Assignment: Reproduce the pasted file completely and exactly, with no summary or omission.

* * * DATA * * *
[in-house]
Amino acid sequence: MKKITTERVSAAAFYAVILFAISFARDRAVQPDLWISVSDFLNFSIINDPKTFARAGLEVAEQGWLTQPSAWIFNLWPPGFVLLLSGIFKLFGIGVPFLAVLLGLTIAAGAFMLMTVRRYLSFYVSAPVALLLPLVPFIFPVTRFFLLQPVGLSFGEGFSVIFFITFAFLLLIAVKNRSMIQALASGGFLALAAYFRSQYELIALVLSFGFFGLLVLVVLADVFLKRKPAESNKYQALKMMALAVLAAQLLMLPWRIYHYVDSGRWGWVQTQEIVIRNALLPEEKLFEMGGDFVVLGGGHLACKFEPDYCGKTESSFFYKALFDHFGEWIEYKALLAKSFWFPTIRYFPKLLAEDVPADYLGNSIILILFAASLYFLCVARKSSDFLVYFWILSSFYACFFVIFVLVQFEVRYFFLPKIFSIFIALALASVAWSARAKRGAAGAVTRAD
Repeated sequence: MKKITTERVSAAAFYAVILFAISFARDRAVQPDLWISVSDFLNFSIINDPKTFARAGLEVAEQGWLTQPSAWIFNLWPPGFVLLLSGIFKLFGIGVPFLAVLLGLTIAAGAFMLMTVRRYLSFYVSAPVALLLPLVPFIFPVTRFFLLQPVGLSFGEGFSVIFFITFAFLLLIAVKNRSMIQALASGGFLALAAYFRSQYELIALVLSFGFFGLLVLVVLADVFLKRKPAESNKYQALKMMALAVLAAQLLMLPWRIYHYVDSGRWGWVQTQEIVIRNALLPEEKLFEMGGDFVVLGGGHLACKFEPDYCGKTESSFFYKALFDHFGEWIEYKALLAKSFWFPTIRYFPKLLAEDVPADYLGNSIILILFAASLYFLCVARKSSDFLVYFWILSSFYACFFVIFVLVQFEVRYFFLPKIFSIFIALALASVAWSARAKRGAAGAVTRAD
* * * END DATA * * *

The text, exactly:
[in-house]
Amino acid sequence: MKKITTERVSAAAFYAVILFAISFARDRAVQPDLWISVSDFLNFSIINDPKTFARAGLEVAEQGWLTQPSAWIFNLWPPGFVLLLSGIFKLFGIGVPFLAVLLGLTIAAGAFMLMTVRRYLSFYVSAPVALLLPLVPFIFPVTRFFLLQPVGLSFGEGFSVIFFITFAFLLLIAVKNRSMIQALASGGFLALAAYFRSQYELIALVLSFGFFGLLVLVVLADVFLKRKPAESNKYQALKMMALAVLAAQLLMLPWRIYHYVDSGRWGWVQTQEIVIRNALLPEEKLFEMGGDFVVLGGGHLACKFEPDYCGKTESSFFYKALFDHFGEWIEYKALLAKSFWFPTIRYFPKLLAEDVPADYLGNSIILILFAASLYFLCVARKSSDFLVYFWILSSFYACFFVIFVLVQFEVRYFFLPKIFSIFIALALASVAWSARAKRGAAGAVTRAD
Repeated sequence: MKKITTERVSAAAFYAVILFAISFARDRAVQPDLWISVSDFLNFSIINDPKTFARAGLEVAEQGWLTQPSAWIFNLWPPGFVLLLSGIFKLFGIGVPFLAVLLGLTIAAGAFMLMTVRRYLSFYVSAPVALLLPLVPFIFPVTRFFLLQPVGLSFGEGFSVIFFITFAFLLLIAVKNRSMIQALASGGFLALAAYFRSQYELIALVLSFGFFGLLVLVVLADVFLKRKPAESNKYQALKMMALAVLAAQLLMLPWRIYHYVDSGRWGWVQTQEIVIRNALLPEEKLFEMGGDFVVLGGGHLACKFEPDYCGKTESSFFYKALFDHFGEWIEYKALLAKSFWFPTIRYFPKLLAEDVPADYLGNSIILILFAASLYFLCVARKSSDFLVYFWILSSFYACFFVIFVLVQFEVRYFFLPKIFSIFIALALASVAWSARAKRGAAGAVTRAD